We know that light is an electromagnetic wave and it does interact with charges.
It contains magnetic field and electric field oscillating perpendicularly but when we apply an electric or magnetic field in any direction to the wave the applied electric field or magnetic field vector doesn't alter the magnetic or electric field in the electro magnetic wave (according to vector addition rule)....why?
Static electric and magnetic fields do affect electromagnetic waves, and one trusts that the mathematics works, vector additions and all. The conditions are studied in plasmas, for example this model.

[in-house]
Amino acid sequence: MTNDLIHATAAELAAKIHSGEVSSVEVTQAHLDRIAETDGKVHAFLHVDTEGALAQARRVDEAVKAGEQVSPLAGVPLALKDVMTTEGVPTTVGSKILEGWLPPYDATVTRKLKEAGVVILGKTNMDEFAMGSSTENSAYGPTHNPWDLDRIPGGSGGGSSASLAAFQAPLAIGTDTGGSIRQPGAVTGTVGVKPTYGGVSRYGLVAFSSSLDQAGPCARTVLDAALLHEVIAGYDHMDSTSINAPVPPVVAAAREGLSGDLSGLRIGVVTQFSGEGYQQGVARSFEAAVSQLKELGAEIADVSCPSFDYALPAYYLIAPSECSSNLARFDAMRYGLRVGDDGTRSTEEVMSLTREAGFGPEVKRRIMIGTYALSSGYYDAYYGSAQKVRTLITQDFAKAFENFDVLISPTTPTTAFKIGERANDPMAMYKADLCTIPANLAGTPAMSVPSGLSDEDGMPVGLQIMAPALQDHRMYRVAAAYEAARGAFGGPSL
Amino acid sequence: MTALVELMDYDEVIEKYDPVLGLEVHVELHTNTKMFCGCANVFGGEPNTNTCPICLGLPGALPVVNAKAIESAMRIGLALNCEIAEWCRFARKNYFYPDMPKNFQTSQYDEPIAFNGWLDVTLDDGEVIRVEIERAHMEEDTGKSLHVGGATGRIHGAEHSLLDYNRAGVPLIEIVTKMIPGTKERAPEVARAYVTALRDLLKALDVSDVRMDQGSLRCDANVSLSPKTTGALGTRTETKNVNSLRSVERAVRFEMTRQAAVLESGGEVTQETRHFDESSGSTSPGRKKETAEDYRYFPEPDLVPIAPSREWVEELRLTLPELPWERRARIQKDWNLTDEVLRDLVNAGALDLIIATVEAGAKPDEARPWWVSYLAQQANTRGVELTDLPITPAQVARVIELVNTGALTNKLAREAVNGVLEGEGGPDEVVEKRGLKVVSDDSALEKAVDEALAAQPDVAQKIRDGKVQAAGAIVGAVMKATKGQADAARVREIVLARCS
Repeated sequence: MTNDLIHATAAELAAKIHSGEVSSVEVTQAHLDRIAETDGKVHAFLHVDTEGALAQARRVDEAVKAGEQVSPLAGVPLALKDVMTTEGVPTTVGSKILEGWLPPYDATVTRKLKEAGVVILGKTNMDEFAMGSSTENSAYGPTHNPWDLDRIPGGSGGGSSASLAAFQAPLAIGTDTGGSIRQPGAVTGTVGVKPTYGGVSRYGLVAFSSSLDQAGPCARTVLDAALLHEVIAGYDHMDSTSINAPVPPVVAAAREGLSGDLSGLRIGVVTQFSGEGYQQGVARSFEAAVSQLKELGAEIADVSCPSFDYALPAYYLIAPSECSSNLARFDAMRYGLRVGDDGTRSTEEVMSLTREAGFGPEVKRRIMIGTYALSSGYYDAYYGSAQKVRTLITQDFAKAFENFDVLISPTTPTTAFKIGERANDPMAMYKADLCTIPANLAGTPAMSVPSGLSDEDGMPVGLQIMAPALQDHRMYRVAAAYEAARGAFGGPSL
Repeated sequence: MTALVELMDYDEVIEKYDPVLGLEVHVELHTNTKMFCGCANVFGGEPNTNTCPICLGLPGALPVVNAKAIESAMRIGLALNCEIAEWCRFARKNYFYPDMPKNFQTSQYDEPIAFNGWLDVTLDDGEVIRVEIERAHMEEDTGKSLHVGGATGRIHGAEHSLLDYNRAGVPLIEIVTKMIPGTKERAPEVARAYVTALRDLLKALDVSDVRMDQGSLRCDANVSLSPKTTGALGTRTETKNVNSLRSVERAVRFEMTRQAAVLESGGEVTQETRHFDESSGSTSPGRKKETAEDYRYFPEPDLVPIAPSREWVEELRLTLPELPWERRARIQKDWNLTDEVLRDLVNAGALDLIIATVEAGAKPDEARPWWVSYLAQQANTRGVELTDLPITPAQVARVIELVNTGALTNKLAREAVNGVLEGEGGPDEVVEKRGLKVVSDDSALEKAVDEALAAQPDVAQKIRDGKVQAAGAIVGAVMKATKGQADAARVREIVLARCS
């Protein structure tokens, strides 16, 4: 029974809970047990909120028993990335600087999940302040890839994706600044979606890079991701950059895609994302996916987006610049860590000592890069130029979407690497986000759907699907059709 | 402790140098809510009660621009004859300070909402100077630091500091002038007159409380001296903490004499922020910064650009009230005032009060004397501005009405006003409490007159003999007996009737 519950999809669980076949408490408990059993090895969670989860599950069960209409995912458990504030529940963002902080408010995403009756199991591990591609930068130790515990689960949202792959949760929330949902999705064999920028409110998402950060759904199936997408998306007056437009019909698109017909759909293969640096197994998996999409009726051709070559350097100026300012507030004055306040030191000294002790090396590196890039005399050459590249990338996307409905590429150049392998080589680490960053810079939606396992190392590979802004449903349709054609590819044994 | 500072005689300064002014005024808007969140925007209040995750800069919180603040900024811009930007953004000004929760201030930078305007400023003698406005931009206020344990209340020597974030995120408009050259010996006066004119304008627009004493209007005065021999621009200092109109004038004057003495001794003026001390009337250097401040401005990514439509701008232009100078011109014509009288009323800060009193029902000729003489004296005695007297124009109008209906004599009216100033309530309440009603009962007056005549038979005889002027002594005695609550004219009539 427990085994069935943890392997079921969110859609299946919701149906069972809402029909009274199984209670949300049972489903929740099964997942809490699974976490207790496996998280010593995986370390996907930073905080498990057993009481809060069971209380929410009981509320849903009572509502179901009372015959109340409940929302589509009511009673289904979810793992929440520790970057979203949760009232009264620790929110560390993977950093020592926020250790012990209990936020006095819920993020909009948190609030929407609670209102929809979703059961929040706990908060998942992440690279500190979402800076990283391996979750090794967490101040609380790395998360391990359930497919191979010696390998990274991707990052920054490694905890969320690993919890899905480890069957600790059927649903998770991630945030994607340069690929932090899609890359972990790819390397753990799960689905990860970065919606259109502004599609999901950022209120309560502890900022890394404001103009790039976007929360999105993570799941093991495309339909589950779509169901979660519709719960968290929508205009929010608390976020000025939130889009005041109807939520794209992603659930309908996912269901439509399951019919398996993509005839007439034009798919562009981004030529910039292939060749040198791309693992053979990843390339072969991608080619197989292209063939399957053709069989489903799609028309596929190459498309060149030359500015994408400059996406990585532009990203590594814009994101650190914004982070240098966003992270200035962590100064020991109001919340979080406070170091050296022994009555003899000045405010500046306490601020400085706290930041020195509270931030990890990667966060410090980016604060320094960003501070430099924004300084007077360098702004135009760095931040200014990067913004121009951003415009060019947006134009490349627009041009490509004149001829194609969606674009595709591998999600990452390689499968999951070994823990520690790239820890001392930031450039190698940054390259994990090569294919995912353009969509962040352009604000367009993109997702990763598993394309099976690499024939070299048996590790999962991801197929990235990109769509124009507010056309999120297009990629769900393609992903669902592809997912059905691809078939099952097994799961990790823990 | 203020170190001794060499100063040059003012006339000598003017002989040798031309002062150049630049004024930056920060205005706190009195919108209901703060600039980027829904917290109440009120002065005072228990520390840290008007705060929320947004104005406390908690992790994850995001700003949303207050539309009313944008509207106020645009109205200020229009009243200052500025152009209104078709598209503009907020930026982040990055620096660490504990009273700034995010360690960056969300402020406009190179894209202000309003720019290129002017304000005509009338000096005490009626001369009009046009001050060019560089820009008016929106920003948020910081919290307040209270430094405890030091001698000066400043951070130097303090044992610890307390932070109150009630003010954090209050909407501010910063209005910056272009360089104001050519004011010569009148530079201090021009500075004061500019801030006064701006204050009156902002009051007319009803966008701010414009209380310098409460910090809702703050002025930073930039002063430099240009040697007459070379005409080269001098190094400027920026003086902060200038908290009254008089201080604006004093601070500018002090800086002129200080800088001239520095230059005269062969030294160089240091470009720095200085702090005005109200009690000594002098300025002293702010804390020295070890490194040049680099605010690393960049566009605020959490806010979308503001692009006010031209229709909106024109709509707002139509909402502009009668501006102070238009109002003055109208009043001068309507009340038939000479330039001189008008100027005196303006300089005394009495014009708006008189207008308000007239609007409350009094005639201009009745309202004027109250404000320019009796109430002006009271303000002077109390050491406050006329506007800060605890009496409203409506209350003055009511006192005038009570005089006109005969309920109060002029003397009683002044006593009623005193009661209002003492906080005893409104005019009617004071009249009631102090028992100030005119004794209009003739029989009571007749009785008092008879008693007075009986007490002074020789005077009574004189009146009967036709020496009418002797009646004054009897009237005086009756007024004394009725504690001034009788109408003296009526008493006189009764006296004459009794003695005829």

Generally, when light scatters or diffracts through a crystal the electric fields of the wave are perturbed and change direction, become polarized or whatever the conditions are. See as an example Thomson scattering for elastic scattering of light .
At the quantum mechanical level there exists a scattering of photons with charged particles, and be assured that at the limit of the emergent classical beam the calculations will agree.